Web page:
1. After considering the submissions of both the parties, we find that in the instant case penalty of Rs.37,080/- was imposed u/s 271B of the Act by the AO as the assessee failed to filed audit report u/s 44AB of the Act along with the return of income. It is not in dispute that the assessee received salary from M/s. Price Waterhouse which is a partnership firm and that the same was assessed to tax under the head profit an gains from business or profession. The total receipts from profession of the assessee was Rs.74,16,000/- which was exceeding Rs.10 lakhs and therefore in view of the provision of section 44AB the assessee was required to get his audit report u/s 44AB of the Act and file the same along with the return of income within the due date prescribed u/s 139(1) of the Act. The assessee failed to do so. Therefore, the assessee was laible to levying of penalty u/s 271B of the Act @0.5% on total professional receipts of the assessee. We find that in the similar facts and circumstances of the case the Kolkata ‘A’ Bench of the Tribunal in the case of Amal Ganguli vs DCIT (supra ) has confirmed the levy of penalty by observing as under :- 

    “6. We have carefully considered the submissions of the ld. Representatives of the parties and the orders of the authorities below. We have also considered the provisions of section 44AB of the Act. There is no dispute to the fact that the assessee is a Chartered Accountant and is engaged in the profession. However, the assessee is a partner in the firm “Price Waterhouse” which is a firm of Chartered Accountants. We are of the considered view that the assessee is carrying on the profession of Chartered Accountant though not individual but as a partner. The assesee has received income by way of salary, allowance, commission and interest on capital from the firm. During the course of hearing, the ld. A.R. in reply to a query from the Bench admitted that the assessee is holding a certificate of practice to carry on the profession. Therefore, the assessee has received the above amount from the firm as a partner and he is a partner only because he is engaged in the business of Chartered Accountants and is eligible to carry on the profession of Chartered Accountant. Thus we are of the considered view that the assesee has received the said amount as a professional fee as a partner from the firm. There is no dispute to the fact that the amount received by the assessee by way of salary, allowance, commission, interest from the firm is assessable under section 28(v) of the Act under the head “profits and gains of business or profession”. Since the receipt of the assessee is more than Rs.10 lakhs, in the previous year relevant to the assessment year under consideration, we are of the considered view that the assessee is required to get his accounts audited as per section 44AB of the Act and to enclose a copy of the said report in the prescribed form before the specified date. The assessee has admittedly not got his accounts audited under section 44AB of the Act. Therefore, we hold that the ld. CIT(A) has rightly confirmed the action of the AO to impose penalty under section 271B of the Act of Rs.58,719/-. Hence, we uphold the order of the ld.CIT(A) and reject the grounds of appeal taken by the assessee.”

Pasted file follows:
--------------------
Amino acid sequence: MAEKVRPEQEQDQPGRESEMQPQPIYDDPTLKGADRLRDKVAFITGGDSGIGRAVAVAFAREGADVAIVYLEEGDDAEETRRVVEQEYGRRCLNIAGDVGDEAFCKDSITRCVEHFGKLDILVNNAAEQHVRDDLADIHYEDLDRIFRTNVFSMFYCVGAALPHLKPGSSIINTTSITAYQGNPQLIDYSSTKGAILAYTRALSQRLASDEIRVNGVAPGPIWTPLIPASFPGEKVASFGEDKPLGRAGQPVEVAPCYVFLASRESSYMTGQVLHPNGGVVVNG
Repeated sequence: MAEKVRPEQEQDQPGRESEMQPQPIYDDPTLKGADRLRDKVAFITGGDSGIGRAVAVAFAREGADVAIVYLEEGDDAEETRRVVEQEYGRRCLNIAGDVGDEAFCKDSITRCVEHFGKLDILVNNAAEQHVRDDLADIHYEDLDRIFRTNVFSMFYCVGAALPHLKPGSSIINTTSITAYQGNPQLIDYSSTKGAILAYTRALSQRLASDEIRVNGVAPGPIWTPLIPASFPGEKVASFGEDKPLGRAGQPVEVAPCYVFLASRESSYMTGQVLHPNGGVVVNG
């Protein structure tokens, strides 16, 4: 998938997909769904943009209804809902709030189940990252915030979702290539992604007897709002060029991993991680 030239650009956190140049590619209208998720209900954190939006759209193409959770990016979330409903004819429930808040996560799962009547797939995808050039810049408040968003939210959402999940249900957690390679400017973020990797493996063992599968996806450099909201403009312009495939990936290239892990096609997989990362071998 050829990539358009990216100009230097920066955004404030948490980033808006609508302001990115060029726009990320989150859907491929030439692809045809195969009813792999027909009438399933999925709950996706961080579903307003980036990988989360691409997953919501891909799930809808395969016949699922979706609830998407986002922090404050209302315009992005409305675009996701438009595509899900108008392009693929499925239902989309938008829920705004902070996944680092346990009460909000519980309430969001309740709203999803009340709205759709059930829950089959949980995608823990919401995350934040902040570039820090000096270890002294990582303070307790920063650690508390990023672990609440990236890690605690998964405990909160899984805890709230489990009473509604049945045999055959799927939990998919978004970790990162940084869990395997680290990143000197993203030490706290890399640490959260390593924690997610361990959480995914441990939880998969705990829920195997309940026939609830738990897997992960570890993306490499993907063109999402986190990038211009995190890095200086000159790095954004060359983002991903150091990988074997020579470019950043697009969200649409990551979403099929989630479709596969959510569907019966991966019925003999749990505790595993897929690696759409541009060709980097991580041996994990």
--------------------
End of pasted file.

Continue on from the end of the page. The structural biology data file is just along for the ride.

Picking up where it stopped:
4.1. We therefore do not find any good and justifiable reasons to interfere with the order of the ld. CIT(A). It is confirmed and the grounds of appeal of the assessee are dismissed. 

    5 . In the result the appeal of the assessee is dismissed.

     

    2013 (12) TMI 1005 - ITAT KOLKATA